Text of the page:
Psalm 22 presents several challenges to interpreters, a couple of which are understanding the textual variants and how it (the psalm) is interpreted Christologically.  Ross gives some  attention to the text-critical questions, but keeps things fairly manageable due to the nature of the commentary, namely to remain accessible.  Though I personally do not enjoy reading about and sorting through text-critical issues, it is a good and necessary part of exegesis and Ross makes the issues fairly understandable without oversimplifying them.   As to the matter of Christological appropriation of the psalm, Ross claims that though Christians will find it nearly impossible to read the psalm and not think of Christ’s suffering, we must first read it in light of the psalmist’s experience of suffering.  Once readers can interpret the psalm in its original context can the parallels and Christological overtones be seen and heard.  Ross handles this psalm in the same erudite manner as those before and after it, providing a solid interpretation supplemented with abundant discussions of various theologically significant vocabulary in the footnotes.

Psalm 23, arguably the most well-known psalm of the whole collection, is also ably handled by Ross.  In fact, of the four psalms I focused on, this was the most enjoyable to read.  This is due partly to the general familiarity I have of the psalm, but also because of Ross’ explanation of the text (what’s a commentary for if not that!).  While certainly this psalm is committed to the memories of many in the KJV or other older translation, Ross demonstrates a number of points concerning how one translates the psalm that show more accurate ways in which to translate it.  As with the previous psalms (and others I skimmed), there are grammatical references aplenty!  Overall, Ross’ exegesis of the 23rd psalm is solid and thoroughly readable.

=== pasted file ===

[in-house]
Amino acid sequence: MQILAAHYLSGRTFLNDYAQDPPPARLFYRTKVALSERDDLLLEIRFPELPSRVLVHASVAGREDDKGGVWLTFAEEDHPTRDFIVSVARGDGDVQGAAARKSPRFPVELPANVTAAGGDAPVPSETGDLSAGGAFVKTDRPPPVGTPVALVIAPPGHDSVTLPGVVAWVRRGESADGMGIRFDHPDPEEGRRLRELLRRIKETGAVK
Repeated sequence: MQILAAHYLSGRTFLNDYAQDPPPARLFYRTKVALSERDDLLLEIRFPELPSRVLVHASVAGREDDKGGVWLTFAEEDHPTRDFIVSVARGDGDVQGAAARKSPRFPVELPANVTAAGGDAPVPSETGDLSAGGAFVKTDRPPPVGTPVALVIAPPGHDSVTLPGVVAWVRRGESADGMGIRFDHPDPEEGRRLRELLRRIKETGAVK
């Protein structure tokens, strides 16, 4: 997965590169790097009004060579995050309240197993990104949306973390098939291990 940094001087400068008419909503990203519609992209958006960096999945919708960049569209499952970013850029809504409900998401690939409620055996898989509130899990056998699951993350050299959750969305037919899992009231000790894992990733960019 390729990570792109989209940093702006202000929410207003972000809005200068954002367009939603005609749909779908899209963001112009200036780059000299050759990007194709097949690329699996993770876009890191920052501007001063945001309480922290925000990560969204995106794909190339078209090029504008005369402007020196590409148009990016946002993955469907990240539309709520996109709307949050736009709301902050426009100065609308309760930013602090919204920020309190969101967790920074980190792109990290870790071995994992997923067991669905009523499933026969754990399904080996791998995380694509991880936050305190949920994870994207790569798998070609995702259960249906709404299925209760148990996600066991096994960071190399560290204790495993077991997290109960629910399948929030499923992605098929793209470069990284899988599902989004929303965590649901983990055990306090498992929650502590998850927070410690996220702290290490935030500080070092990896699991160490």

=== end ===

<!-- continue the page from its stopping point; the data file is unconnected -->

Though I’ve not read many commentaries on the psalter (and what I have read has been on particular psalms, never a whole volume), I’ve worked with them enough to know what I expect from the commentary in general and whether or not it will be helpful to the overall interpretive process. I can say that after my examination of Ross’s commentary I am assured that many will find great help in this volume (and presumably the coming volumes 2 and 3), even those whose training in Hebrew far exceed my own.